The Zoo

The following is an excerpt from the final chapter of my book, Rock, Meet Window: A Father-Son Story    One summer day when I was eleven, Mom, Dad, and I had plans to go to the zoo. For the previous three weeks, however, I had been pilfering quarters from Dad’s change bowl and burying them in[…]

Taking My Father’s Class

I was the youngest student in the class and unfortunately the most naive and confident—there’s no more toxic a combination than youth and bravado. The other students were college juniors from prestigious universities, and I was fresh off graduating from Rutherford Hayes high school in Delaware Ohio. My Dad had accepted a director position at[…]

Sunday Family Dinners

Every Sunday we have dinner with Lindsay’s mom, sister and her husband, their two kids, and our two kids. I suspect someone drops off some extra kids too, and possibly a raccoon. It’s mayhem, and a tradition that’s a vestige of a bygone century when children were quiet when asked; sat down when told; ate[…]

Fine Persian Bonding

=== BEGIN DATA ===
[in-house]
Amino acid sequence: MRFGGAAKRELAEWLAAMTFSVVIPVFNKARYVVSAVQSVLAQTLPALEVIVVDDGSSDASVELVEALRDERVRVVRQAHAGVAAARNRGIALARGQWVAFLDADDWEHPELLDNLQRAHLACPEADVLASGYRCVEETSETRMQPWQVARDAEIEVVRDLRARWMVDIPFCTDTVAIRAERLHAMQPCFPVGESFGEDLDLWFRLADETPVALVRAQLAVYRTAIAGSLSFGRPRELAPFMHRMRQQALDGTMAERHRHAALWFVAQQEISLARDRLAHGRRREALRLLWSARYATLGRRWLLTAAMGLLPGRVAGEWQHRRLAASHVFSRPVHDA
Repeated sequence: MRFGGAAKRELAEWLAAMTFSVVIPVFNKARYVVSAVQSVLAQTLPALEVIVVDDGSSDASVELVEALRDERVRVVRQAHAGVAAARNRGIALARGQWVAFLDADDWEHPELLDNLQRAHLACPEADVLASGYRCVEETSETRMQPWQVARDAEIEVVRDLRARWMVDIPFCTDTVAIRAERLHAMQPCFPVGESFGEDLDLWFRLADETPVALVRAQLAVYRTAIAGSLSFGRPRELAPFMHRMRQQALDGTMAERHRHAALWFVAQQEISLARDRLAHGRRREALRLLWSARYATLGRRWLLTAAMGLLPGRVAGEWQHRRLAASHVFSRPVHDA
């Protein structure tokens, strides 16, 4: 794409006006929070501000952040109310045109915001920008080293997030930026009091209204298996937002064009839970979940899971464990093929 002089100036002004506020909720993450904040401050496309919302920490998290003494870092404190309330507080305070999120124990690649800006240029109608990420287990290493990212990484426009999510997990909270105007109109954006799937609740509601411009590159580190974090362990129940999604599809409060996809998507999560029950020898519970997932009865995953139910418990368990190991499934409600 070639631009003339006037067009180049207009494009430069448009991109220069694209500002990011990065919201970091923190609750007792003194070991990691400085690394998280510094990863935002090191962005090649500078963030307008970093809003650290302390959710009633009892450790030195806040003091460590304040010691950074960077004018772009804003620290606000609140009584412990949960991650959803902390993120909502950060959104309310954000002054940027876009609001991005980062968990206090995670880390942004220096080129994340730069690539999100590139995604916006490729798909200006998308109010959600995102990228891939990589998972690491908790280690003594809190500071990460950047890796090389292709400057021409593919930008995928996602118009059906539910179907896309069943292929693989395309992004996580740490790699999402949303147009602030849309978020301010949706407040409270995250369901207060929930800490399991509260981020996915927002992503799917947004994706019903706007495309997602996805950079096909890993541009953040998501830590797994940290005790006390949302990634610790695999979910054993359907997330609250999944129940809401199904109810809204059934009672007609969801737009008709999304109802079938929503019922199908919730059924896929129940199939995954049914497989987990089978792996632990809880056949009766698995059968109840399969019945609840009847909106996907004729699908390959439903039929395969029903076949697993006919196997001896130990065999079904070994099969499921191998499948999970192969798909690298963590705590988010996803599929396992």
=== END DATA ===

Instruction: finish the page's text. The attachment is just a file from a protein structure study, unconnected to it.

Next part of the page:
Between the syncopated machine gun pops of Silas stomping on bubble wrap, I heard a flyer slide under the front door. “What’s it say?” Lindsay asked. “Either a sale on snow tires or a high school cupcake drive,” I responded. My kids started dancing, “CUPCAKES!” ”No, no, I was kidding.” And then a silence fell[…]

What’s Illuminated When The Lights Go Out

It’s either day 6 or 7. I can’t remember. After a while, the days without routine and electricity blend together into a foggy-headed smoothie that tastes like the middle of Led Zeppelin’s “Kashmir” sounds. We’re all walking around with grim heavy-metal faces, but all feel confused and awkward, like maybe we accidentally ate some Percocet dusted catnip.

Don’t Throw Tennis Balls at Cars

We were driving Jeremy’s mom’s Mercury Topaz, so the police called his parents, even though I was the one throwing tennis balls out the window at passing vehicles. I would have only thrown one, but Jeremy started laughing, and that provided me with all the nerve I needed to hurl the remaning five. The goal[…]

Day 358: The Sick House

Except for my Dad, we all have colds. It’s a big snotty mess over here, and Arlo’s face looks like a 3-day-old glazed doughnut. Lindsay has always been able to ignore sicknesses, and do what has to be done, but my mom and I prefer to wallow in it, snorting and comparing symptoms. Bonding over[…]

Day 353: Is This Your Bag, Sir?

I was thirteen years old when I told airport security my dad had a gun. Had it been post 9/11, we might have missed our international flight while a powdery latex glove attached to a GED recipient searched my father’s cavities. He’d accepted a year-long teaching position in Florence, Italy. We invited my best friend “S.P.” to come with[…]